Winding down the trips and prepping for winter
Not so many years ago, I procrastinated every fall on making the inevitable decision to winterize the boat and park it under cover until spring brought a fresh new fishing season.
The winds of autumn can blow cold and wet, but my experience taught me that November did deliver a few days with a bright sky, mild temperature and hungry fish. I often took the boat to favorite lakes in the week of Thanksgiving. One year I even stretched my luck with a December trip.
But that was then, and this is a season that has already concluded for the BassCat. I know I could squeeze out a few more trips in the boat, but I also know it’s wise to quit while I’m ahead – and that’s exactly where I find myself as I look back on my last three outings.
Ironically, just as the season was on the wane, the fishing was excellent. The final ’21 fishing trips were noteworthy for the action on the water on three different lakes. Three days, three lakes and three great outcomes. What more can an angler ask?
The first of the final three took me to Mosquito Lake, where summer’s lush grassbeds still harbored chunky largemouth bass. The vegetation, scorned by some who would like to eradicate it, has provided a huge boost to the baitfish population. That, in turn, has provided the food base for the thriving populations of bass, walleyes, crappies and northern pike.
The aquatic grass has changed Mosquito and the lake’s most successful anglers have learned new ways to catch the predator species. Those who have resisted adjusting, however, soon learn their tried-and-true locations and tactics are no longer productive.
I learned at the end of this season that the bass are as numerous and hungry as ever. I found a few grass lines on the west side of the sprawling reservoir and teased 15 keepers into striking buzzbaits and bladed jigs.
My penultimate trip was at Shenango Reservoir north of Sharon, Pa. I have always enjoyed the autumn fishing at Shenango. Pennsylvania’s fish bosses have declared Shenango a trophy lake and established a 15-inch size limit for largemouth and smallmouth bass.
The conditions during my recent visit were not exactly perfect for bass fishing. The sky was dark much of the day, which repositioned the fish away from the cover they had been using the week prior to my trip.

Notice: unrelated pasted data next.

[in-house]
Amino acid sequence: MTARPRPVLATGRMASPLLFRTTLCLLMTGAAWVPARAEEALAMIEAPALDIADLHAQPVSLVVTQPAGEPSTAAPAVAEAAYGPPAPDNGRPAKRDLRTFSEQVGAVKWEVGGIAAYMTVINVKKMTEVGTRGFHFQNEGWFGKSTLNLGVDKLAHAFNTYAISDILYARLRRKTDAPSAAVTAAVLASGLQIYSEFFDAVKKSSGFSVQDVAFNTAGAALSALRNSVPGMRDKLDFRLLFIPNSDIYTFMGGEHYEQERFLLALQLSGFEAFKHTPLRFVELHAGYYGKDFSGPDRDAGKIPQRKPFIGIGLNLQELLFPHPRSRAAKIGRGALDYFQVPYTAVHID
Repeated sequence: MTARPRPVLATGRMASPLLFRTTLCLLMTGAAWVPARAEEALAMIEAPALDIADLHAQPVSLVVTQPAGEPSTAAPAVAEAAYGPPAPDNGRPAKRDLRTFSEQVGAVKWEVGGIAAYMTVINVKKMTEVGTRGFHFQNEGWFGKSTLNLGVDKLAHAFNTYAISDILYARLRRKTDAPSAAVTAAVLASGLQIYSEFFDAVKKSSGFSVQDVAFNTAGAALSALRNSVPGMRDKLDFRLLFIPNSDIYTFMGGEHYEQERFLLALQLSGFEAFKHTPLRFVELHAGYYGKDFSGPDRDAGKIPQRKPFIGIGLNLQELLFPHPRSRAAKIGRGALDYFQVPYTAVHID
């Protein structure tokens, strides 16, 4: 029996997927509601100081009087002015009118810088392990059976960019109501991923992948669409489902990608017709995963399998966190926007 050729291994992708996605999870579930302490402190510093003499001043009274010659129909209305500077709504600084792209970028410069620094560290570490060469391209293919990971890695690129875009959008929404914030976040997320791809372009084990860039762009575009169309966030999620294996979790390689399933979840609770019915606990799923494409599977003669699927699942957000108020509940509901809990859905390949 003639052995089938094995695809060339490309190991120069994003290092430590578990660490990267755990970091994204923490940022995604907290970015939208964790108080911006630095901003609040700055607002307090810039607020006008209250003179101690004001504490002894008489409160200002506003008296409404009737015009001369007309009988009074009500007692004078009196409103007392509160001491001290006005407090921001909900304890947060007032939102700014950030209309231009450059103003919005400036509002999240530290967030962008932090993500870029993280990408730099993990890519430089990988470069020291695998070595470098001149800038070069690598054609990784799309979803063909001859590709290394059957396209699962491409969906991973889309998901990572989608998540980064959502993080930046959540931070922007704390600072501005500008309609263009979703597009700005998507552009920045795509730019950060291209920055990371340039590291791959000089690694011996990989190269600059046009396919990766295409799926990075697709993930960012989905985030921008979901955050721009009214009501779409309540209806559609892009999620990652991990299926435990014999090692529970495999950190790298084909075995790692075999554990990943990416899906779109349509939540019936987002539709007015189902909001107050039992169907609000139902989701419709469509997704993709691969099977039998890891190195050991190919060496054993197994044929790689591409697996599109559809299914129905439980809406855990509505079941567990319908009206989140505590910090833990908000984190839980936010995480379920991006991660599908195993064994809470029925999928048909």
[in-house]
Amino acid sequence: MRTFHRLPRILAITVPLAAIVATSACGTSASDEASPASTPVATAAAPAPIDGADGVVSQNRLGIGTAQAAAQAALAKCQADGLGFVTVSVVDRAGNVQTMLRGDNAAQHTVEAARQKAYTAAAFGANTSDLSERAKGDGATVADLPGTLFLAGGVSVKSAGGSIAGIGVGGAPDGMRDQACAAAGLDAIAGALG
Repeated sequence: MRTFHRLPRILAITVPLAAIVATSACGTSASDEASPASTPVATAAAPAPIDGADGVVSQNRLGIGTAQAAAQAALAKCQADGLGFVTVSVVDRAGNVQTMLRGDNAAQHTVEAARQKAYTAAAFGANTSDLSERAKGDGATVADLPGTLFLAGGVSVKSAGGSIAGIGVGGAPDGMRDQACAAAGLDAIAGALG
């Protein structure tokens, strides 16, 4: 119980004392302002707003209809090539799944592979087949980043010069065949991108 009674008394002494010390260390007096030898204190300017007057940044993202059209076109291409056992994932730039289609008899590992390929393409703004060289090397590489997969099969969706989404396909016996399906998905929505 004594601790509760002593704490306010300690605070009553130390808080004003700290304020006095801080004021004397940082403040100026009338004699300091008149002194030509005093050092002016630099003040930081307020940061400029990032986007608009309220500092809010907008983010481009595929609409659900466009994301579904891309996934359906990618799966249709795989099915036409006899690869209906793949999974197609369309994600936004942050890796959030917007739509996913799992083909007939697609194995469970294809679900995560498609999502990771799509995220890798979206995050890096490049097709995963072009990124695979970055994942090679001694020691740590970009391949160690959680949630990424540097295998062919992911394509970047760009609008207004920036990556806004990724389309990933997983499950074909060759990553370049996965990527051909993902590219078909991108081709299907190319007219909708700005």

Bass, like many other species, feed aggressively as the days get shorter and cooler. So while they were not on the cover where I typically find them, they did track down and attack the topwater lures and crankbaits I worked out in front of the trees and stumps.
I finished my day with a dozen bass, half of which stretched past the 15-inch size limit.
I wrapped up my 2021 boat fishing last Sunday on the Ohio River, with fellow Bass Cat owner Tom Rolland. We worked the New Cumberland Pool, which runs from the Montgomery Lock and Dam above Midland, Pa., past East Liverpool and Wellsville to the New Cumberland Lock and Dam at Stratton.
Rolland and I settled in on a one-two combo punch, working poppers for the surface action and dropping soft plastic Ned rigs, tube jigs and Texas-rigged finesse worms.
We bagged seven keeper smallmouth bass and 10 or 12 short fish, as well as a dandy walleye and a sauger.
Now the boat is tucked away for winter and it’s time to start thinking big for 2022. I can assure you, however, that I will manage to squeeze in more fishing as I work on foot in warmer locales before the year is done.
Here’s hoping I can ride the momentum of the three days at Mosquito, Shenango and the Ohio River.
Jack Wollitz’s new book, The Common Angler: A Celebration of Fishing includes stories set on venues across the U.S. He enjoys emails from readers. Send a note to email@example.com.